Mario Balotelli was subjected to racist abuse at the Stadio Bentegodi. This, somehow, is still up for debate in Italy. It is not about Italian football at this point, nor is it helpful to note all the recent incidents of racism in the Premier League, Ligue 1 and most blatantly in Bulgaria.
Calling for entire nations to be thrown out of various competitions is also not going to achieve anything, other than pinning a badge of wokeness on your lapel. It’s not going to happen, we all know that, because it’d be impractical and football is now such a business-oriented sport that nobody will put billions at risk thanks to a few idiots.
The problem I see when discussing this is a more fundamental concern: different nations and people within those countries have very different ideas of what constitutes racism.
I am proud of my Italian heritage, always will be, but I also have no shame in admitting it is a country decades behind Britain and even most of Europe in terms of race relations. Blackface is still shown on primetime television, the most popular quiz show has a regular skit where the host puts on a Chinese hat, pulls his eyes to make them ‘slitty’ and replaces all the Rs in his words with an L. This is a nation where Matteo Salvini and the Lega Nord are realistically now the most popular political party, where leaving a hundred refugees floating on the sea for weeks and weeks rather than letting them board is considered a wise policy decision.
How far behind are Italy? Last week, Parliament voted to institute a new commission to examine and fight hate speech, anti-Semitism and racism. The right-wing parties abstained and then refused to stand for the woman who proposed the commission, Holocaust survivor Liliana Segre, claiming the idea of clamping down on hate speech was “Orwellian” and “Soviet.”
Last month, Juan Jesus received offensive Instagram messages from a Roma supporter – his own club – and that man gave an interview with a major newspaper assuring he did call the Brazilian an ape and say he ought to be in a zoo, but that he was “certainly not racist.” We live in a world where people think they can say racist things and somehow not actually be racist. And they genuinely believe that.
Lazio President Claudio Lotito proudly declared during a speech about battling racism that their supporters weren’t just targeting black players, they also booed “those with normal skin.” And he didn’t see an issue with that wording at all.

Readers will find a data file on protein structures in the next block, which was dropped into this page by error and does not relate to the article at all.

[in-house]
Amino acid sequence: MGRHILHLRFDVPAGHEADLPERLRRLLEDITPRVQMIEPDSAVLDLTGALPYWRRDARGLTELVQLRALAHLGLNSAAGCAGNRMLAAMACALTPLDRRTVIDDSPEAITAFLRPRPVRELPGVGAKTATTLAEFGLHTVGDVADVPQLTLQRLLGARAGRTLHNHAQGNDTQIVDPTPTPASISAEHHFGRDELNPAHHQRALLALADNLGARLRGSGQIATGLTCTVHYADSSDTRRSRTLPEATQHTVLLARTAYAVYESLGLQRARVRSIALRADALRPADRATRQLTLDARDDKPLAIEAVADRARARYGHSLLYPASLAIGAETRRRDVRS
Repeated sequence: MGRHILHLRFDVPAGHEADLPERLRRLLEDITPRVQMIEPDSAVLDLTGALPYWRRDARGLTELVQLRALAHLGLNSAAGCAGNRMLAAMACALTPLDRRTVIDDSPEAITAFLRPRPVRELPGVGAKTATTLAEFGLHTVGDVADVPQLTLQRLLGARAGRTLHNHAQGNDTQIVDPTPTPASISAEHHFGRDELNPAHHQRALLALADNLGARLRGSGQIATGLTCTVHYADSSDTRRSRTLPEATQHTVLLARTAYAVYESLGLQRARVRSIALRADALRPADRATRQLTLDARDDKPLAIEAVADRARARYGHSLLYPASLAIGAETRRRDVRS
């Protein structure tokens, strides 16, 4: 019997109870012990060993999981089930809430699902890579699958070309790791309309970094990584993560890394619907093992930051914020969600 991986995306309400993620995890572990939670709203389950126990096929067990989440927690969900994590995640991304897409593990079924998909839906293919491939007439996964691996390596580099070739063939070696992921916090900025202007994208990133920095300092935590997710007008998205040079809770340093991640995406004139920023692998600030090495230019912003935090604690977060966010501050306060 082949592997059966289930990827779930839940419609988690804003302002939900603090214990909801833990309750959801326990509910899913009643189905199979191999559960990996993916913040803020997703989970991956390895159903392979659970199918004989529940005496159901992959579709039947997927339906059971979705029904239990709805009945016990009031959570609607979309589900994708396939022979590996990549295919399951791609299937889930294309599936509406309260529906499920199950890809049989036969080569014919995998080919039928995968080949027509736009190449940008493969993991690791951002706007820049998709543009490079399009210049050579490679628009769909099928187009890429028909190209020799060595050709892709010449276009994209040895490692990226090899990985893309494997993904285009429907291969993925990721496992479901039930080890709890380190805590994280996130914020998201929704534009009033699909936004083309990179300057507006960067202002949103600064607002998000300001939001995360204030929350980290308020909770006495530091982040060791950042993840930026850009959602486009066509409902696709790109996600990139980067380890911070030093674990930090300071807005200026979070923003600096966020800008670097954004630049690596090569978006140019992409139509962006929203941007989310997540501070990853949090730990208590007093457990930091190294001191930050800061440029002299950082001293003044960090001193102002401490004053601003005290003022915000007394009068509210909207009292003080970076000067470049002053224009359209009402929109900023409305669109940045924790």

Hellas Verona coach Ivan Juric and President Maurizio Setti argued passionately that their fans were being dragged through the mud because there was no racist chanting towards Balotelli. Helpfully, a Verona fan himself posted a video of the incident just before Balotelli kicked the ball into that very section of the stands, which he assured was proof that there was no racist abuse. The fact the clip contained clearly audible ‘monkey noises’ apparently slipped him by. “Do you hear racist abuse towards Balotelli? Or did the genius just want attention?” It is what the Twitterverse would call a perfect self-own.
Here lies the other problem we are all facing, and I mean everyone all over the world, so get off your high horses about Italy at this point: social media has changed the way people relate to each other. Mob mentalities are created, the false bravery afforded by anonymity, the idea all at once that celebrities have to see our messages – they appear in a timeline, don’t even have to click on your account or single you out – and are at our disposal because we pay to see their films/football matches/gigs, etc.
These are human beings. They owe you nothing other than a performance during the precise period you paid to partake in. You are not owed a selfie when they are going about their daily business. You are not owed a tweet, especially when asked with utter rudeness. And no, the celebrities are not ‘full of themselves’ or ‘forgetting who got you there’ if they happen to take affront to a complete stranger insulting them out of the blue.
Does social media breed racism? Perhaps. It certainly is taking away the thin veil of shame that many people had about expressing those views in public. Just look at the political discourse in Britain and America, those most ‘woke’ of nations who feel smug about the racism of other backwards countries and prefer to ignore the same scourge they face at home. Look at their media coverage of issues like immigration and national identity. The racism is always there, it’s just some nations and individuals accept the need to be politely ashamed of expressing it in public.
Maybe that’s the reason racist abuse is so rife in Italian football – many people in the stands and the media genuinely don’t understand calling someone an animal, something less than a human being, is racist rather than just banter or any other insult. We can’t blame football clubs for that. It’s all on society.